Displacement is a wonderful thing! I have millions of pressing emails, a paper to revise and several strategy documents to perfect but I have had the pleasure this evening of hunting my book shelves for a lost book, well four in fact. The books in question are penguin editions of the George Orwell’s Collected Essays, Journalism and Letters. I found the first three quickly, but the fourth was elusive lost behind a double stack of paperbacks ranging from a Quiet Flame, Solo, Trinity Six, Death Zone, Outliers, Frozen in Time amongst many others, which gives just a hint of the lack of order on my shelves and the eclectic nature of my reading habits. Most of my shelves are double, or in some cases triple, stacked with book cases in the living room, bedrooms, on the landing and in my office in the roof! So why the fuss about Orwell’s collected essays? Well my mother – a former English teacher, turned academic – set me reading Orwell’s journalism (which is far better than his more famous novels in my humble opinion) in my late teens as a model of good written style. With titles like Boy’s Weeklies, The Decline of the English Murder, Death of an Elephant, Good Bad Books and What is Science who could resist? The piece I was actually looking for was Politics and the English Language in which Orwell spells out his rules for good prose, basically five simple rules to good style. Sadly, and to my amazement, you can find these rules on the Internet now; in fact on the British Council web site as guidance for foreign students wanting to write good English!
I have always consciously, and now largely unconsciously, followed these rules when I can and they are pasted at the end for those who are interested. Any way I was put in mind of these rules last week while on leave and reading a book entitled Stylish Academic Writing by Helen Sword published by Harvard University Press. The book is a classy piece of work on writing good academic prose and is based on an exhaustive survey of over a thousand academic papers across ten disciplines and amusingly a survey of leading academic style guides and self-help books. This thought provoking book provides useful information for social scientists, scientist, lawyers and psychologists; in fact all flavours of researcher. The central thesis is about choice; the choice of academics in the matter of style, to challenge the stifling prose of academic convention! Off course this is going to appeal to me and is elegantly summed up by ‘choice is the stylish writer’s best weapon against the numbing forces of conformity and inertia’ (p. 30). I think you get the idea that I quite like this book and I would recommend it to both seasoned and novice academic writers, but in truth Orwell’s rules will always reign supreme with me!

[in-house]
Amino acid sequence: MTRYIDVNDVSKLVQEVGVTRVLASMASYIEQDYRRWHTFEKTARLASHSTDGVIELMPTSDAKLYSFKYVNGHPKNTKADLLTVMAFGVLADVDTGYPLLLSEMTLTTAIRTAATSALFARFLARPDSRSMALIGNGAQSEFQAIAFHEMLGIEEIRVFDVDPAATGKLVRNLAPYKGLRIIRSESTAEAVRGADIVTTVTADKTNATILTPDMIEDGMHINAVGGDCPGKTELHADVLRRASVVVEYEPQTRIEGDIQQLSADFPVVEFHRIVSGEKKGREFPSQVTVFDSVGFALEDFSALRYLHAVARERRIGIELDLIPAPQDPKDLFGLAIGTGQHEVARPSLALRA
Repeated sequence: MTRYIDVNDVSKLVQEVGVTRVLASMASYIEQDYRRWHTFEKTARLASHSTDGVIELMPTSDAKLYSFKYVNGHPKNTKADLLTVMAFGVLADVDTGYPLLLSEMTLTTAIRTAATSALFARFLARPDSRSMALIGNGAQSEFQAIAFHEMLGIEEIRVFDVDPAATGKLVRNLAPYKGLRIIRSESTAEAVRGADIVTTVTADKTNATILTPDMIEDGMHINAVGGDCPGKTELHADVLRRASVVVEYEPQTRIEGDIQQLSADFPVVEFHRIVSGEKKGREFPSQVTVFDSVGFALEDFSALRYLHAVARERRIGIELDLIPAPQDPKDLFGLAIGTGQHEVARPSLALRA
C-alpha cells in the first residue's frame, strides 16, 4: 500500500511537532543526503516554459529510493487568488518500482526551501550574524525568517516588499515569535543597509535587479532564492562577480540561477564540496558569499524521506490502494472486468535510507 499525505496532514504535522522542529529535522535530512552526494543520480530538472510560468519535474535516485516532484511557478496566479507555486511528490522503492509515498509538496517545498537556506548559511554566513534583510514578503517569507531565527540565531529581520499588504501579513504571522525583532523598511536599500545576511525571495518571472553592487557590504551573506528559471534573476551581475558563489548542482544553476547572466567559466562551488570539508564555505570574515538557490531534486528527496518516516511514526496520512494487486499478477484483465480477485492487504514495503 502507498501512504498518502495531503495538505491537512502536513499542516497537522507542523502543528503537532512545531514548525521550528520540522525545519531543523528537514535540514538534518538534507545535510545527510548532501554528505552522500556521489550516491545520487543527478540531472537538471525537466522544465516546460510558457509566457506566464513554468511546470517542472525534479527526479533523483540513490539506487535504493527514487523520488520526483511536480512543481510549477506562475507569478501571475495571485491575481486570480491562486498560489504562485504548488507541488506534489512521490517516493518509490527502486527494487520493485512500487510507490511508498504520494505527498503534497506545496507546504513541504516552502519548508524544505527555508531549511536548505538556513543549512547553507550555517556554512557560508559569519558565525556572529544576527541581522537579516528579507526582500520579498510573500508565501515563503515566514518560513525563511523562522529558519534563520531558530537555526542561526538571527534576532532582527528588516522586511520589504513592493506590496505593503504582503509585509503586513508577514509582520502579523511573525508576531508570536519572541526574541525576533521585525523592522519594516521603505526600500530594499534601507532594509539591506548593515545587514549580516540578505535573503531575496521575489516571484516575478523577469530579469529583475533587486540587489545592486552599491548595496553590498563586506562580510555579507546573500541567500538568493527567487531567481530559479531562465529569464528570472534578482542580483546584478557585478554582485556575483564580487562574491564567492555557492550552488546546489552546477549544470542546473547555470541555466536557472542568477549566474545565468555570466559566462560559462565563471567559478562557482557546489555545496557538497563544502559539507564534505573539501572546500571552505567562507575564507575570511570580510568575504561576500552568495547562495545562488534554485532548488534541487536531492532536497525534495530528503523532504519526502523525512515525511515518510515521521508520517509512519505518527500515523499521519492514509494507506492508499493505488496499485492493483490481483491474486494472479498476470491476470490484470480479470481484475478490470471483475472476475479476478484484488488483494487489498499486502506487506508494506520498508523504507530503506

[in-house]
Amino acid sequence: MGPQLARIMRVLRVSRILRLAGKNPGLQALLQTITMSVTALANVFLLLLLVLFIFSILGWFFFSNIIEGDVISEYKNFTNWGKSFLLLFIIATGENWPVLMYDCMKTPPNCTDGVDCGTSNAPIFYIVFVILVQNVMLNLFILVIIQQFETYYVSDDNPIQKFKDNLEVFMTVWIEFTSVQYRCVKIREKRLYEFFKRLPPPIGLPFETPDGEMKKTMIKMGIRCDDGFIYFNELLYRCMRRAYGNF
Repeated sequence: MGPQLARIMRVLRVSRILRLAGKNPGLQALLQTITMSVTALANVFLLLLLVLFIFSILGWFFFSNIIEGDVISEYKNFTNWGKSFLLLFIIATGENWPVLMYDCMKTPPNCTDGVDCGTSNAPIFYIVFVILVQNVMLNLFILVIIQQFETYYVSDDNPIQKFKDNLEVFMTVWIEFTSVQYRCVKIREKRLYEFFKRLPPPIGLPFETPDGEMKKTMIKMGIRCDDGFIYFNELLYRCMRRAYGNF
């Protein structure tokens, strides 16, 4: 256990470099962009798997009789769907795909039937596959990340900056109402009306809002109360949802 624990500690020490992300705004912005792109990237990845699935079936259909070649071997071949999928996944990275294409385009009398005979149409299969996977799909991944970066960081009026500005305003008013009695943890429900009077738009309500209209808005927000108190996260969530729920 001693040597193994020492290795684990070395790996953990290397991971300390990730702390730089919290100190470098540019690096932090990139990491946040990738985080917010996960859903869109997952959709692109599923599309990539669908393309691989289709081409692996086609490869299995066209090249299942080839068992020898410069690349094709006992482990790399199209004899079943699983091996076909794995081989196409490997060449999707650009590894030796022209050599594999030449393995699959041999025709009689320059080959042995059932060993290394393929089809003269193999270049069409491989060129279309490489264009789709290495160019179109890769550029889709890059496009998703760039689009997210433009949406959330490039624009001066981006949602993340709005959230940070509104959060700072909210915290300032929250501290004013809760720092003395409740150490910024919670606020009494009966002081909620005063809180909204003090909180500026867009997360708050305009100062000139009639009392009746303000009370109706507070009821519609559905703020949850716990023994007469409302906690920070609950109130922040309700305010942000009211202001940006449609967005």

- Never use a metaphor, simile or other figure of speech which you are used to seeing in print.
- Never use a long word where a short one will do.
- If it is possible to cut a word-out, always cut it out.
- Never use the passive where you can use the active.
- Never use a foreign phrase, a scientific word or a jargon word if you can think of an everyday English equivalent.
- Break any of these rules sooner than say anything outright barbarous.
George Orwell, Politics & the English Language, p169 Collected Essays, Journalism & Letters Volume 4, Penguin 1970